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Supply chain policies need work to save forests-think tank

Reuters
February 11, 2015
Category: Forestry
Region: International

BARCELONA – Governments, companies and investors still have significant work to do if they are to stop global supply chains causing deforestation and worsening climate change, a tropical forest think tank said on Wednesday. A new ranking of 250 companies, 150 investors and lenders, 50 countries and regions, and 50 other powerful players showed only a small minority have comprehensive policies in place to tackle the problem. At the current rate of progress, international goals to end deforestation will not be met, the Global Canopy Programme warned. “Whilst some powerbrokers are leading the way in addressing global forest loss, many are failing to take the action required,” it said in a report on the “Forest 500”.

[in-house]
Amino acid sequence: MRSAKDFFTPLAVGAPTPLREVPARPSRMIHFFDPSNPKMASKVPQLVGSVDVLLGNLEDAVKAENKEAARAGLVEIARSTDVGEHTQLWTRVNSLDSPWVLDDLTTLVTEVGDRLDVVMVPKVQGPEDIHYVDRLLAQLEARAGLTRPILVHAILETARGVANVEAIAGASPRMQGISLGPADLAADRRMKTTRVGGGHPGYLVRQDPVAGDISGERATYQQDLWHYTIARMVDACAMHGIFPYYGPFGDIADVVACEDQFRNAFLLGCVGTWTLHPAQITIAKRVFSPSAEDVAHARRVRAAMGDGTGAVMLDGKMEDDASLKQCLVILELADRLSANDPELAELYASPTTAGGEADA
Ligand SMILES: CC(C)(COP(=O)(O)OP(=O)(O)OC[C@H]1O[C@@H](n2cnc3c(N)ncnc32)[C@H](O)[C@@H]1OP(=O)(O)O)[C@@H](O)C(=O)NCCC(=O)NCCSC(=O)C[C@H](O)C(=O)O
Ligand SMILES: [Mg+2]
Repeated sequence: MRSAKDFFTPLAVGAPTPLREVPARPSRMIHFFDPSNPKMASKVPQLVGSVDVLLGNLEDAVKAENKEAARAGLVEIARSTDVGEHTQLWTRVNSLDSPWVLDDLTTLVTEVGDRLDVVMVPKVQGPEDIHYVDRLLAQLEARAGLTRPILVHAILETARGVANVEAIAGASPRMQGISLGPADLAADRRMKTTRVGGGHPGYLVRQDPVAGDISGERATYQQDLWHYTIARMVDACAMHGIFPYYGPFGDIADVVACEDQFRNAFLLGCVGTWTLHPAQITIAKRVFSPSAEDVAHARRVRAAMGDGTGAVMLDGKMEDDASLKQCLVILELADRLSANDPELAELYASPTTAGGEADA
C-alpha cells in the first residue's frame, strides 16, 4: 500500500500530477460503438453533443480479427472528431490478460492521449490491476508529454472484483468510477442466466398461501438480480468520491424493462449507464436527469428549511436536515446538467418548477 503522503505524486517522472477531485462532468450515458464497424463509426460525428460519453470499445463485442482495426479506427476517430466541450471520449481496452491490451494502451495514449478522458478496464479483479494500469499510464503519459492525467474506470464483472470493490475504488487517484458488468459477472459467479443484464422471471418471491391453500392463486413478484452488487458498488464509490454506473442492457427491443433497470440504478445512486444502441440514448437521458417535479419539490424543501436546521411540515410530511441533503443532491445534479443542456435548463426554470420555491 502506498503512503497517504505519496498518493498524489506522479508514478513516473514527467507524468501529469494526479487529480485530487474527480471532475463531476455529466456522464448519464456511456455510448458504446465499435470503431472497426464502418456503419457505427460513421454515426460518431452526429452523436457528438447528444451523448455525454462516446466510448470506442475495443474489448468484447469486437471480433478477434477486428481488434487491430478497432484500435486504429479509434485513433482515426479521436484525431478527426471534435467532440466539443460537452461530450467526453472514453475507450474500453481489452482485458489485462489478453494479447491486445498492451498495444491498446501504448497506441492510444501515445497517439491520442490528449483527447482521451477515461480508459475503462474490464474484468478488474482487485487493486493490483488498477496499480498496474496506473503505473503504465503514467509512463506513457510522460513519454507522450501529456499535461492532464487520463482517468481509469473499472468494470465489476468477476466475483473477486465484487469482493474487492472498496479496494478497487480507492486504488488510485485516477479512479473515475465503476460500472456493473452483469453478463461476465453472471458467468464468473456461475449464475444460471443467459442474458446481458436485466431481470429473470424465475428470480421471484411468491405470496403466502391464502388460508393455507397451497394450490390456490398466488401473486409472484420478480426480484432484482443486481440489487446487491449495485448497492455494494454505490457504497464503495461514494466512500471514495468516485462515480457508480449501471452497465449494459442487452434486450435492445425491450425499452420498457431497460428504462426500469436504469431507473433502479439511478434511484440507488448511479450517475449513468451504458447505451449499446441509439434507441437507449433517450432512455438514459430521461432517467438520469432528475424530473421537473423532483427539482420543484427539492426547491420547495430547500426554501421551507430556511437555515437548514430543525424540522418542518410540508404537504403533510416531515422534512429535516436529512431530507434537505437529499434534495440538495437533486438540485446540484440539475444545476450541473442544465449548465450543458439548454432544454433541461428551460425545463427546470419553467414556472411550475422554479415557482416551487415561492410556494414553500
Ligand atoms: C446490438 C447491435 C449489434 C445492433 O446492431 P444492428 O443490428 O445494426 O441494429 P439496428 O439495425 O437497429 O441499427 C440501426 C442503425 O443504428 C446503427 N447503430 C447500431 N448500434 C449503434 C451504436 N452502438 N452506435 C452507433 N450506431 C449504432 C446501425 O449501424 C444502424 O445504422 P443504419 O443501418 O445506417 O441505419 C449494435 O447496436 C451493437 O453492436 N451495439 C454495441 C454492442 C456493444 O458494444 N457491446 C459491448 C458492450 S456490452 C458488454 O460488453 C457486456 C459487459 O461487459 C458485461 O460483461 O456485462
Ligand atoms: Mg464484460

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Carbon, Climate & Bioenergy

Scientists Bash EPA’s Take On Burning Wood For Power

Huffington Post
February 11, 2015
Category: Carbon, Climate & Bioenergy
Region: United States

WASHINGTON — A group of 78 scientists is criticizing an Environmental Protection Agency memo they say may dramatically undermine President Barack Obama’s directive to cut planet-warming emissions. In a letter to EPA Administrator Gina McCarthy, a group that includes climate scientists, engineers, and ecologists criticizes a November 2014 EPA policy memo that discounts emissions generated by burning biomass, including plants, trees, and other wood products known as sources of biogenic carbon dioxide. Critics said they fear the memo shows how biomass might be treated under the EPA’s forthcoming Clean Power Plan, which will set the first regulations on greenhouse gas emissions from power plants. The EPA is expected to finalize those regulations by summer.